Use of genital powder use is more common among Black women than White women, but previous studies of genital powder use and ovarian cancer risk have been primarily been conducted in White populations. Women usually report genital powder use in the form of baby or feminine powder for cleanliness, freshness, and dryness of the genital region. Talc is a common ingredient in many genital powders and has been suggested to play a role in ovarian cancer development, although uncertainty about this association still exists. Beginning in 2014, several lawsuits were filed against companies with talc products on behalf of women with ovarian cancer. The study with the largest number of Black ovarian cancer cases to examine the association with genital powder use was a pooled analysis which combined the African American Cancer Epidemiology Study (AACES) with 7 case-control studies from the Ovarian Cancer Association Consortium (OCAC) with information on genital powder use. However, this study examined heterogeneity across all racial groups (i.e. was not focused on comparing Black and White women) and did not examine associations by frequency or duration of genital powder use. Thus, the objective of the present study by the Harris Group, Division of Public Health Sciences, was to evaluate the association between genital powder use and epithelial ovarian cancer risk among Black and White women in the Ovarian Cancer in Women of African Ancestry (OCWAA) consortium overall, by histotype, and examining frequency and duration. These analyses improve on prior studies due to OCWAAs inclusion of studies with at least 40 Black women with ovarian cancer which provides the ability to assess heterogeneity across studies while its exclusion of cases diagnosed prior to 2013 lessens the potential impact of recall bias. This study was published in Cancer Epidemiology, Biomarkers & Prevention: a Publication of the American Association for Cancer Research.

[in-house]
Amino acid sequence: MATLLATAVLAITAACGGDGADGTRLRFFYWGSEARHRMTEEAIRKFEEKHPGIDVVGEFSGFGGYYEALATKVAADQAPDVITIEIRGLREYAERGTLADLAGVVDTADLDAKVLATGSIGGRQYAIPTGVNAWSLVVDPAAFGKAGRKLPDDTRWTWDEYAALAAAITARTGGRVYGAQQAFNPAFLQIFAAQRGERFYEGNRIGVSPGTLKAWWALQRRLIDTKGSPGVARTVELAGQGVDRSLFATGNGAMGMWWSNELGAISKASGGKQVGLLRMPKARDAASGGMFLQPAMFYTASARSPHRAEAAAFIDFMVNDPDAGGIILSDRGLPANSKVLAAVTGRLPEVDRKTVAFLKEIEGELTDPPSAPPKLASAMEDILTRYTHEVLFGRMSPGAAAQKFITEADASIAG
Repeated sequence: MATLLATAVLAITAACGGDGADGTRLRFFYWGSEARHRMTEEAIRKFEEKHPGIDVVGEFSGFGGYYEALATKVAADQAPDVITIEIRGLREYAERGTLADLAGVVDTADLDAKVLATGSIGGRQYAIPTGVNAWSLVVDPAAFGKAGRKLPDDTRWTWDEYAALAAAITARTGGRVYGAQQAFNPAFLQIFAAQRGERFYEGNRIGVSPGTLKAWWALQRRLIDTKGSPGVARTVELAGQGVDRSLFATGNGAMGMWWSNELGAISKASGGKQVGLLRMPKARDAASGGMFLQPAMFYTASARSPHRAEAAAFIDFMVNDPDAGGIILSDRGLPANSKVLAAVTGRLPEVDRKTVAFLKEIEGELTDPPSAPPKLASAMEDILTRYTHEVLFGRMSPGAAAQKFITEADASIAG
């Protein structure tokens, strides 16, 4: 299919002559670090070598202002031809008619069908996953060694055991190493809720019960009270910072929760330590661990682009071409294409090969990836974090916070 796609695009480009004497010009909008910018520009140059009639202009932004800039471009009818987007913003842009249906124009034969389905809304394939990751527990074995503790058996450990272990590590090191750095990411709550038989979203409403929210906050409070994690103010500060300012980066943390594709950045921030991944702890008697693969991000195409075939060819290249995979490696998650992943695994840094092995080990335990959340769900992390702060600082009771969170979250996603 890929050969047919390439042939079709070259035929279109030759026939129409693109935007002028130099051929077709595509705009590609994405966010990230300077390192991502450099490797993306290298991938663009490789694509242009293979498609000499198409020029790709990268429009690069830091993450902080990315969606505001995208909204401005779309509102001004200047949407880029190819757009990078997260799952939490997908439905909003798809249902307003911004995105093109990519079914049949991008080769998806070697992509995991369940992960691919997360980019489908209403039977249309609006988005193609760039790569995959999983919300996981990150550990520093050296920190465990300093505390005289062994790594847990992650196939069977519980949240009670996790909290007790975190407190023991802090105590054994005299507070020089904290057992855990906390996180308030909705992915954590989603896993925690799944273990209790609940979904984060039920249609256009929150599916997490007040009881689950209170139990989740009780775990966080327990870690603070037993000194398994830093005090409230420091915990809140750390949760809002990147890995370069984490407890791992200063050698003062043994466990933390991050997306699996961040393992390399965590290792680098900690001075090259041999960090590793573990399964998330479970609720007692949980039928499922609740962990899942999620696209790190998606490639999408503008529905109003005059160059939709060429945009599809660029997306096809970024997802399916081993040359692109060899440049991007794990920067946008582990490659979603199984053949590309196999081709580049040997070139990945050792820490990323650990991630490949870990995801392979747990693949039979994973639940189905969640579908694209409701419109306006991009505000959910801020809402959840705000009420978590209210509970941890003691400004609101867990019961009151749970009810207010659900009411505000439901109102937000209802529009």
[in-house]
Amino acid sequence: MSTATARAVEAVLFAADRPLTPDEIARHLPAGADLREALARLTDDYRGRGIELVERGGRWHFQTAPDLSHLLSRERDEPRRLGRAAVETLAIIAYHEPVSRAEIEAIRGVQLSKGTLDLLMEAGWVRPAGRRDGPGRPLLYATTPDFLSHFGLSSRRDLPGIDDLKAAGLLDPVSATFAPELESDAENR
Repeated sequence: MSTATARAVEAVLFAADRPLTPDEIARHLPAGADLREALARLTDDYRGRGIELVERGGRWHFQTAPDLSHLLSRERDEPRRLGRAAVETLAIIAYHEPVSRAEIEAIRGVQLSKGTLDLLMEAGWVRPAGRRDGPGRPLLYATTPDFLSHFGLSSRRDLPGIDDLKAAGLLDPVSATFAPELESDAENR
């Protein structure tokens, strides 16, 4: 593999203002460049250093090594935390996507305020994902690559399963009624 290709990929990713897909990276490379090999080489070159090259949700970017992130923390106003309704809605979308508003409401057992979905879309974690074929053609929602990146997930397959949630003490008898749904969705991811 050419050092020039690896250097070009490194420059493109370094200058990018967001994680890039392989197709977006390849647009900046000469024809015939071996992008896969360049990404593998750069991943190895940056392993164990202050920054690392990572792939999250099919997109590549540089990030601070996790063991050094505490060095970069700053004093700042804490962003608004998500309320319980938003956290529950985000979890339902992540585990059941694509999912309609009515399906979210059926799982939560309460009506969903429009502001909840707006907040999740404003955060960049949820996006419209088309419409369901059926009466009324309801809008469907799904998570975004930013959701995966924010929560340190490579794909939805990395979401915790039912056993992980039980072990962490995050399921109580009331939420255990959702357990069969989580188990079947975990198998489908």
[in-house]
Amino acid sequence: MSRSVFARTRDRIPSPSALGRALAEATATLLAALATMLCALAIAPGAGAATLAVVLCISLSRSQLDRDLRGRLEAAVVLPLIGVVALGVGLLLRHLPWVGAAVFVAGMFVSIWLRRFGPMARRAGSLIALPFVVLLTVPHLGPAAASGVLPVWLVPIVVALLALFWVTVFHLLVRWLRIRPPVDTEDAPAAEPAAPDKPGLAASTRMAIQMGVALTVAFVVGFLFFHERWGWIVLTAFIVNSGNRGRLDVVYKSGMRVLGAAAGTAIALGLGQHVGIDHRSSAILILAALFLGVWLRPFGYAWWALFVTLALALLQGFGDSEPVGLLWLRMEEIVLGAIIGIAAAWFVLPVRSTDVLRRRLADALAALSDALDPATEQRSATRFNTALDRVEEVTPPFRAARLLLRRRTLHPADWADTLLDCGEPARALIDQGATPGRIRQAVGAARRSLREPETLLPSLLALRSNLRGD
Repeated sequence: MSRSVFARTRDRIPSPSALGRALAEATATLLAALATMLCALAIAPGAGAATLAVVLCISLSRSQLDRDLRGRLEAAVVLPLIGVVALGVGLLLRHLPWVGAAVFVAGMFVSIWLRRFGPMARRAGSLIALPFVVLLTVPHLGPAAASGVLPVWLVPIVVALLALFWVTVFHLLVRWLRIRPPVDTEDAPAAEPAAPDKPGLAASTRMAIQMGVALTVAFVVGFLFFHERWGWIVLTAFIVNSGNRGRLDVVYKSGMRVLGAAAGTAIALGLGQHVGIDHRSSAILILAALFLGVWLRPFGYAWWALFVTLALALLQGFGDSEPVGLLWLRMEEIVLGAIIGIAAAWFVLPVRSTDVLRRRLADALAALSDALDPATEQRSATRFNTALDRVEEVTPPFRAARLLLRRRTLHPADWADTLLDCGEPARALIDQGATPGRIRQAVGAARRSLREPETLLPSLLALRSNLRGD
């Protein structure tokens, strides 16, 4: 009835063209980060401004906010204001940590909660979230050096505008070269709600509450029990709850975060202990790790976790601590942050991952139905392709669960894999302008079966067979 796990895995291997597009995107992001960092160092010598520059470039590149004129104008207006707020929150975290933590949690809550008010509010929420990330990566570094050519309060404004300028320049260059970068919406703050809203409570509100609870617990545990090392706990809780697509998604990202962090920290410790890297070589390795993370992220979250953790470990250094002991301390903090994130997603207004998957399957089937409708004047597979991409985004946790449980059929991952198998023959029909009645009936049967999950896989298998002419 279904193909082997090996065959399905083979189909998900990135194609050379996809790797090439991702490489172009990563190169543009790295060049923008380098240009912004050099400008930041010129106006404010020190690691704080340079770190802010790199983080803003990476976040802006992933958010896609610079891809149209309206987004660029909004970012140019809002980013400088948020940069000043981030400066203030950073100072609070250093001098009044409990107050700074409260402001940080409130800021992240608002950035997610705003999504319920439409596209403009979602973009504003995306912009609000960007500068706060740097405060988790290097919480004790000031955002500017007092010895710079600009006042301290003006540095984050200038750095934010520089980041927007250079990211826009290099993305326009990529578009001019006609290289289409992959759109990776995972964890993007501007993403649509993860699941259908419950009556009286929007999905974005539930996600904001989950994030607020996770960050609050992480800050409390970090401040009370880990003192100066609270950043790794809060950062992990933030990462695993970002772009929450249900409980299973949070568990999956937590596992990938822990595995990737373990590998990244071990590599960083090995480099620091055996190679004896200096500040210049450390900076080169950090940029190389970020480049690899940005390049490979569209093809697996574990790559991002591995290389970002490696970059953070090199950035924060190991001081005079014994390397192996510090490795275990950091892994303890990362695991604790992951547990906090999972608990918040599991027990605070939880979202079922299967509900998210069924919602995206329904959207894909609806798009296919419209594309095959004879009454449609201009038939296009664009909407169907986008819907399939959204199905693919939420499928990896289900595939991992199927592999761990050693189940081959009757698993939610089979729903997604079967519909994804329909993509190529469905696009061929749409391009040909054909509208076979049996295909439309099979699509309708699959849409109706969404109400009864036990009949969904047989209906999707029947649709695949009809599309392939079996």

In this analysis, four population-based case-control studies (the North Carolina Ovarian Cancer Study [NCOCS], Los Angeles County Ovarian Cancer Study [LACOCS], Cook County Case Study [CCCS], and African American Cancer Epidemiology Study [AACES]), and a nested case-control study within the Women’s Health Initiative [WHI] Observational Study were included. Eligibility was restricted to interview year prior to 2014 for case-control studies to reduce recall bias following the class action lawsuits that were filed in 2014. Data on cancer diagnoses were abstracted from medical records and cancer registry reports. Ever use and duration of genital body powder use was assessed in all studies while frequency of use was assessed in four studies. Frequency of genital powder use was categorized as no use, ≤once per week, and >once per week. Duration of genital powder use was categorized as no use, <20 years, and ≥20 years. Race and study-specific odds ratios (ORs) and 95% confidence intervals (CIs) were combined using a multi-level random-effects meta-analysis. As no significant heterogeneity by study was detected, random effects were removed from the model and data from the individual studies was pooled. The association between each genital powder variable (ever use, frequency, and duration) and ovarian cancer risk was estimated using logistic regression models. The population attributable risk (PAR) for ever use of genital powder overall and by race was estimated using the Bruzzi method.